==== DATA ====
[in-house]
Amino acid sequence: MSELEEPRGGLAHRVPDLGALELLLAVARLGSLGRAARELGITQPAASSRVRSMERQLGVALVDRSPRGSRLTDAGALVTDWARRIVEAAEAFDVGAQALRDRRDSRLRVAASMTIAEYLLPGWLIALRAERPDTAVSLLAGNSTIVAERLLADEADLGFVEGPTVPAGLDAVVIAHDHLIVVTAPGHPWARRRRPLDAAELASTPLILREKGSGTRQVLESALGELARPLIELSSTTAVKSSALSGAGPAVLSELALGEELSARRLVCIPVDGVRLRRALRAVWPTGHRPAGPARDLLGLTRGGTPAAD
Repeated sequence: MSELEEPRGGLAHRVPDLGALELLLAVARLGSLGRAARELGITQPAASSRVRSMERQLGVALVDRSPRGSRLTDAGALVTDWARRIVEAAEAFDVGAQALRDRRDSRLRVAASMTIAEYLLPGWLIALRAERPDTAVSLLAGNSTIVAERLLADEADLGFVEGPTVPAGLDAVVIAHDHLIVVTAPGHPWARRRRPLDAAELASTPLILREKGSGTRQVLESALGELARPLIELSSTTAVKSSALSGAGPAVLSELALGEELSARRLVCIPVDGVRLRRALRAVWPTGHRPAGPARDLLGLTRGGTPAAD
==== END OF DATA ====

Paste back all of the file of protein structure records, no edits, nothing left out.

[in-house]
Amino acid sequence: MSELEEPRGGLAHRVPDLGALELLLAVARLGSLGRAARELGITQPAASSRVRSMERQLGVALVDRSPRGSRLTDAGALVTDWARRIVEAAEAFDVGAQALRDRRDSRLRVAASMTIAEYLLPGWLIALRAERPDTAVSLLAGNSTIVAERLLADEADLGFVEGPTVPAGLDAVVIAHDHLIVVTAPGHPWARRRRPLDAAELASTPLILREKGSGTRQVLESALGELARPLIELSSTTAVKSSALSGAGPAVLSELALGEELSARRLVCIPVDGVRLRRALRAVWPTGHRPAGPARDLLGLTRGGTPAAD
Repeated sequence: MSELEEPRGGLAHRVPDLGALELLLAVARLGSLGRAARELGITQPAASSRVRSMERQLGVALVDRSPRGSRLTDAGALVTDWARRIVEAAEAFDVGAQALRDRRDSRLRVAASMTIAEYLLPGWLIALRAERPDTAVSLLAGNSTIVAERLLADEADLGFVEGPTVPAGLDAVVIAHDHLIVVTAPGHPWARRRRPLDAAELASTPLILREKGSGTRQVLESALGELARPLIELSSTTAVKSSALSGAGPAVLSELALGEELSARRLVCIPVDGVRLRRALRAVWPTGHRPAGPARDLLGLTRGGTPAAD